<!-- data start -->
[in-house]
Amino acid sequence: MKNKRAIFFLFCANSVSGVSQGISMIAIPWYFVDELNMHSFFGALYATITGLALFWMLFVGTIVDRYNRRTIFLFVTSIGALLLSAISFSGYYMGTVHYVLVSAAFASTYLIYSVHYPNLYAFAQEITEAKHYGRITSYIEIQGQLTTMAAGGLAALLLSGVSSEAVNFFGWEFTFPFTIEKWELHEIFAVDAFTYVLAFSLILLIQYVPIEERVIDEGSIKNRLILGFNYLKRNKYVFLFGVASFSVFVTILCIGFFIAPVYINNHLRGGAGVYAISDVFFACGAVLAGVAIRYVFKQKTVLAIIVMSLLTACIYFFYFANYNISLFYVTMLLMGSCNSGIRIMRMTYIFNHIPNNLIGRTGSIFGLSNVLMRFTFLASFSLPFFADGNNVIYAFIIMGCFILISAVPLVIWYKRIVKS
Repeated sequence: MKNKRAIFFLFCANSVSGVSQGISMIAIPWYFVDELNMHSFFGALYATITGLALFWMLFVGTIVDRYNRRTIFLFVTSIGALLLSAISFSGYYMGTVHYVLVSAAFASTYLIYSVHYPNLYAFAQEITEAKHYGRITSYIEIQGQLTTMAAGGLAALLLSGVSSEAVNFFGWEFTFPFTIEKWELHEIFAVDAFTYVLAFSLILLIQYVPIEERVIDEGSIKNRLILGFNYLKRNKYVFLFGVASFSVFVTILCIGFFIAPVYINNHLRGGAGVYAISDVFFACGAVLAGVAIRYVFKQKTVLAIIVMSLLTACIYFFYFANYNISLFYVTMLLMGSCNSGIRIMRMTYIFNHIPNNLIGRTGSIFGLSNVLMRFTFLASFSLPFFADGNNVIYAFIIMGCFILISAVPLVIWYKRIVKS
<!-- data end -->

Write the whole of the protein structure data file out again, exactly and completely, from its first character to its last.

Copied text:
[in-house]
Amino acid sequence: MKNKRAIFFLFCANSVSGVSQGISMIAIPWYFVDELNMHSFFGALYATITGLALFWMLFVGTIVDRYNRRTIFLFVTSIGALLLSAISFSGYYMGTVHYVLVSAAFASTYLIYSVHYPNLYAFAQEITEAKHYGRITSYIEIQGQLTTMAAGGLAALLLSGVSSEAVNFFGWEFTFPFTIEKWELHEIFAVDAFTYVLAFSLILLIQYVPIEERVIDEGSIKNRLILGFNYLKRNKYVFLFGVASFSVFVTILCIGFFIAPVYINNHLRGGAGVYAISDVFFACGAVLAGVAIRYVFKQKTVLAIIVMSLLTACIYFFYFANYNISLFYVTMLLMGSCNSGIRIMRMTYIFNHIPNNLIGRTGSIFGLSNVLMRFTFLASFSLPFFADGNNVIYAFIIMGCFILISAVPLVIWYKRIVKS
Repeated sequence: MKNKRAIFFLFCANSVSGVSQGISMIAIPWYFVDELNMHSFFGALYATITGLALFWMLFVGTIVDRYNRRTIFLFVTSIGALLLSAISFSGYYMGTVHYVLVSAAFASTYLIYSVHYPNLYAFAQEITEAKHYGRITSYIEIQGQLTTMAAGGLAALLLSGVSSEAVNFFGWEFTFPFTIEKWELHEIFAVDAFTYVLAFSLILLIQYVPIEERVIDEGSIKNRLILGFNYLKRNKYVFLFGVASFSVFVTILCIGFFIAPVYINNHLRGGAGVYAISDVFFACGAVLAGVAIRYVFKQKTVLAIIVMSLLTACIYFFYFANYNISLFYVTMLLMGSCNSGIRIMRMTYIFNHIPNNLIGRTGSIFGLSNVLMRFTFLASFSLPFFADGNNVIYAFIIMGCFILISAVPLVIWYKRIVKS